Jacqueline Rush Lee is an internationally exhibited Hawaii-based sculptor recognized for her work with the book form. Lee is interested in the aesthetic of books as cultural objects that come with their own histories of use and meaning. By using books as her canvas or building block, Jacqueline transforms their formal and conceptual arrangement through a variety of practices in which the physicality, and thus the context of the books have been altered. Remaining open to the physical and metaphorical transformations that occur in her working process, Lee’s residual sculptures or installations emerge as a palimpsest – a document that bears traces of the original text within its framework but possesses a new narrative as a visual document of another time. While Jacqueline is recognized for her work with the book, she works in other media.
Originally from Northern Ireland, Jacqueline has participated in numerous exhibitions in Hawaii and abroad. Always making things by hand as young as she could remember, she hails from an artistic family. Her Maternal Grandfather was a talented Figurative Painter and her Father constructed finely hand-crafted horse gigs as a hobby. Jacqueline's artwork is featured in books, magazines, and publications with mentions of her work in the New York Times, The New Yorker, The Washington Post, and Courrier International. Select shows include: Odd Volumes: Book Art from the Allan Chasanoff Collection at the Yale University Art Gallery, The Book Borrowers: Contemporary Artists Transforming the Book (Bellevue Arts Museum), Unhinged: Book Art on the Cutting Edge (Whatcom Museum), and Metamorphosis: The Art of Altered Books a Five Person Exhibit at the Fuller Craft Museum. Her work is in private and public collections that include the Honolulu Museum of Art, the Hawaii State Foundation on Culture and the Arts, Art in Public Places, and the Allan Chasanoff Book Art Collection, Yale Art Gallery.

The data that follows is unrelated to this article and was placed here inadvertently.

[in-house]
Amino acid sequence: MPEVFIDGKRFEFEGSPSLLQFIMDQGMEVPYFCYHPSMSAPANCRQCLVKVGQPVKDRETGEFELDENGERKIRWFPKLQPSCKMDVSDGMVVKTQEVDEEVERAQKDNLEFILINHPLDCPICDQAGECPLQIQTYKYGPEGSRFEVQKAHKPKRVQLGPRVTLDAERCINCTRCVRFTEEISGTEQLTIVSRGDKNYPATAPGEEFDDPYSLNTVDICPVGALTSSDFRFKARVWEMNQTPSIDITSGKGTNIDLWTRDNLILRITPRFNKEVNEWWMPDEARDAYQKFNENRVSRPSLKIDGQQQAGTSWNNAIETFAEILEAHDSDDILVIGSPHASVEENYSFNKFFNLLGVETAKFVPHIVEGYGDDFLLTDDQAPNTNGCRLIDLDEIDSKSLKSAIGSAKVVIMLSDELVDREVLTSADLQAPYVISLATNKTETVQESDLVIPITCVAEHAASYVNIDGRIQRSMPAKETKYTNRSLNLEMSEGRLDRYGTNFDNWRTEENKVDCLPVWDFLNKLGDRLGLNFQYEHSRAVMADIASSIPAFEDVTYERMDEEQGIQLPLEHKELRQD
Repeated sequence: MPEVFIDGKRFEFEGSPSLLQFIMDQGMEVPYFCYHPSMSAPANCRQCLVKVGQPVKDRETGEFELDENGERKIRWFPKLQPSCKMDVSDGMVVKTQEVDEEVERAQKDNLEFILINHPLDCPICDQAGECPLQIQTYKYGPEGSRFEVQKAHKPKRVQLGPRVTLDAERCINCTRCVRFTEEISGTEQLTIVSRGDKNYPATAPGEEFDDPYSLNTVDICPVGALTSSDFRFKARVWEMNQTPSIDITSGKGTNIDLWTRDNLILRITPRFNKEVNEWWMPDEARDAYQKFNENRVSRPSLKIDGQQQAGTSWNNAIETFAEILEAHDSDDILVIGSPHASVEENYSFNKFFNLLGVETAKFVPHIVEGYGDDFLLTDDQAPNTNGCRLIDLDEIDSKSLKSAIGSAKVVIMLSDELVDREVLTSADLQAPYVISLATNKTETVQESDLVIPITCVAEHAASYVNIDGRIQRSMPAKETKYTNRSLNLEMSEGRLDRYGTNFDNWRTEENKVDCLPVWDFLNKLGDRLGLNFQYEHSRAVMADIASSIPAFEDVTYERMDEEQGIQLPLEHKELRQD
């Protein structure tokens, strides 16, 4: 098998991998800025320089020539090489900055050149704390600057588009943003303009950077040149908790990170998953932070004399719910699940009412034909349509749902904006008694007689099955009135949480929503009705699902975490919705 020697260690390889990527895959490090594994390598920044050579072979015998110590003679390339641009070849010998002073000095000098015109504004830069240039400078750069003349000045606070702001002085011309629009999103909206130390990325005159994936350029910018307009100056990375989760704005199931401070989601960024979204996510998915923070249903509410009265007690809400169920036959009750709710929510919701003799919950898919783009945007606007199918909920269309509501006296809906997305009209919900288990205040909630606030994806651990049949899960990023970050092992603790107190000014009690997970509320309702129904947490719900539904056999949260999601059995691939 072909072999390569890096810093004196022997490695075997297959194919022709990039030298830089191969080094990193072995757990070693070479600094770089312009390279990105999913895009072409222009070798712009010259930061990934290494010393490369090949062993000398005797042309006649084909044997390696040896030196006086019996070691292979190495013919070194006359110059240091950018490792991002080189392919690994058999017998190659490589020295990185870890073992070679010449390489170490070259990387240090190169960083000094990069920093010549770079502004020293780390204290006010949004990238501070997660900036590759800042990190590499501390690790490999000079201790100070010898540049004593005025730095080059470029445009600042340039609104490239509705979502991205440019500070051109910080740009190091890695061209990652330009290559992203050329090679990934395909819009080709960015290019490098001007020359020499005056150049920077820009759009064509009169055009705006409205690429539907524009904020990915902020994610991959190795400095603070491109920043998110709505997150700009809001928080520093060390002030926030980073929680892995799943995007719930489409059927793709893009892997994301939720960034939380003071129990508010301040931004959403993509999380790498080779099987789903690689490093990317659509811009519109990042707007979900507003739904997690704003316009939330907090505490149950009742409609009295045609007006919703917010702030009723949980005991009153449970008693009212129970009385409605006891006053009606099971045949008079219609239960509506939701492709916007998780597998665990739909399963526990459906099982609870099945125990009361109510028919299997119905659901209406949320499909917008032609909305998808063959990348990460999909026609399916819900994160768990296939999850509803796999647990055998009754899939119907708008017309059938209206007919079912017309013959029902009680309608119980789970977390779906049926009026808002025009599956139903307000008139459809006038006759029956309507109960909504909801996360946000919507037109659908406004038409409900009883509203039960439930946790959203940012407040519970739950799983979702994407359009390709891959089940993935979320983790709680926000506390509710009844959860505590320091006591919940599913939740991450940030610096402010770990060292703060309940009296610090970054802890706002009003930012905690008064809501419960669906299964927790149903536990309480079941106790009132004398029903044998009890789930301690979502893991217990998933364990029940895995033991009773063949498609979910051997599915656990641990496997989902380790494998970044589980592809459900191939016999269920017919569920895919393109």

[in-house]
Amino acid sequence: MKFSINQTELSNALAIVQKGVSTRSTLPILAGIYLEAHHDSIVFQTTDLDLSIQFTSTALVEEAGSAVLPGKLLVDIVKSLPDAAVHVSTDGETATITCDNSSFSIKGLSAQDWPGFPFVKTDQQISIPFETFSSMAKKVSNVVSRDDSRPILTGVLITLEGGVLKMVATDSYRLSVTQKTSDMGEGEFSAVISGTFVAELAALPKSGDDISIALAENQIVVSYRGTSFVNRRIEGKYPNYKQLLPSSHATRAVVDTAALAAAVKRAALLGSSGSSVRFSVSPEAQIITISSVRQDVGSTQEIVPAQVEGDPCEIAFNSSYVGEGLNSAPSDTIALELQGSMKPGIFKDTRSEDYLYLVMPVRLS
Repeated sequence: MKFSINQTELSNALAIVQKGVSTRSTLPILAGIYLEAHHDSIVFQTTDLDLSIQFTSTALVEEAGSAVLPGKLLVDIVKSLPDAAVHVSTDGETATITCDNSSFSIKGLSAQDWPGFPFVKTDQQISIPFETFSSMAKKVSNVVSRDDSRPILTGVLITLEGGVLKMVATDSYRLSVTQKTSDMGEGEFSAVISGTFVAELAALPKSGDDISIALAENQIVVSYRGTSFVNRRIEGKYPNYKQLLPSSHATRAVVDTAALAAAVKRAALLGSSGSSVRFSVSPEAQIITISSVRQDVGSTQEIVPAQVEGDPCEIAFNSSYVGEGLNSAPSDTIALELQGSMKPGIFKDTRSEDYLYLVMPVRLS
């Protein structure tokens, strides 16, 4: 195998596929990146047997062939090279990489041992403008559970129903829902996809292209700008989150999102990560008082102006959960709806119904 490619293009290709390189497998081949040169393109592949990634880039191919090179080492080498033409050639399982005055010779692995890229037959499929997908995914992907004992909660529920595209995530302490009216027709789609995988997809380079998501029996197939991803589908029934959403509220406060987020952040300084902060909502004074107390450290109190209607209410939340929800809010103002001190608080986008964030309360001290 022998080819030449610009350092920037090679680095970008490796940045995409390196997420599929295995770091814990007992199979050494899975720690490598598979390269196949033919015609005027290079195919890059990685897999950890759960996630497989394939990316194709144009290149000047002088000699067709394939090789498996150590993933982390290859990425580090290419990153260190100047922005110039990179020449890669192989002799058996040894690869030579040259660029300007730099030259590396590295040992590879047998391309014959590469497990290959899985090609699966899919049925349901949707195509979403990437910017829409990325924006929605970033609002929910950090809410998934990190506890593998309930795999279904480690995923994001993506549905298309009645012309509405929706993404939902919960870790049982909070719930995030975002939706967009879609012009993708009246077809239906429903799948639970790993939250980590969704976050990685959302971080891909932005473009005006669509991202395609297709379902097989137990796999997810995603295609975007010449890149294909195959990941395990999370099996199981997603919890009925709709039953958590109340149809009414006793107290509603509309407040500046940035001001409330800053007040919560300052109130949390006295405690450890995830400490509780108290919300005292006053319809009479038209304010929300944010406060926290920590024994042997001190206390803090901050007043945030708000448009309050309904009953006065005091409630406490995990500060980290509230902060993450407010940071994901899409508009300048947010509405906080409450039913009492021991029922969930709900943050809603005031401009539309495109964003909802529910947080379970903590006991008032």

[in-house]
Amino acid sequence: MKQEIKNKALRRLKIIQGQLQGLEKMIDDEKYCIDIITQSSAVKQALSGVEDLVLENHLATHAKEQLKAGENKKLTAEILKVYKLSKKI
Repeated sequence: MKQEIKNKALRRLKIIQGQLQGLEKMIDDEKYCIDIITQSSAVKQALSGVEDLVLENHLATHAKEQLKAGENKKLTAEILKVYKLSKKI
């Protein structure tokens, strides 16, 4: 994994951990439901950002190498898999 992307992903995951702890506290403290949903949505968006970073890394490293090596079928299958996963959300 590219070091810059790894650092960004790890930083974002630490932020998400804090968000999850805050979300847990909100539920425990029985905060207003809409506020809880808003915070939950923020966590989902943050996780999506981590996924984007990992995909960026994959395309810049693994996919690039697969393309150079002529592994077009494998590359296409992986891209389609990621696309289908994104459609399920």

Jacqueline has a Bachelor of Fine Arts with Distinction in Ceramics and a Master of Fine Arts in Studio Art from the University of Hawaii at Manoa 2000. She has participated in workshops in Hawaii and on the Mainland U.S. Ceramic processes and attention to form and surface continue to inform her works, as well as conceptual fine craft aesthetics and ideas. She is the recipient of a 2018 Virginia Center for the Creative Arts Fellowship where she will develop installation work with books. In the Fall of 2016 she was Artist-in-Residence at the University of Hawaii developing a site-specific installation WHORL, as well as Artist-in-Residence at Penland School of Crafts and the Hambidge Center for Creative Arts, GA, where she worked on site-specific and environmental installations.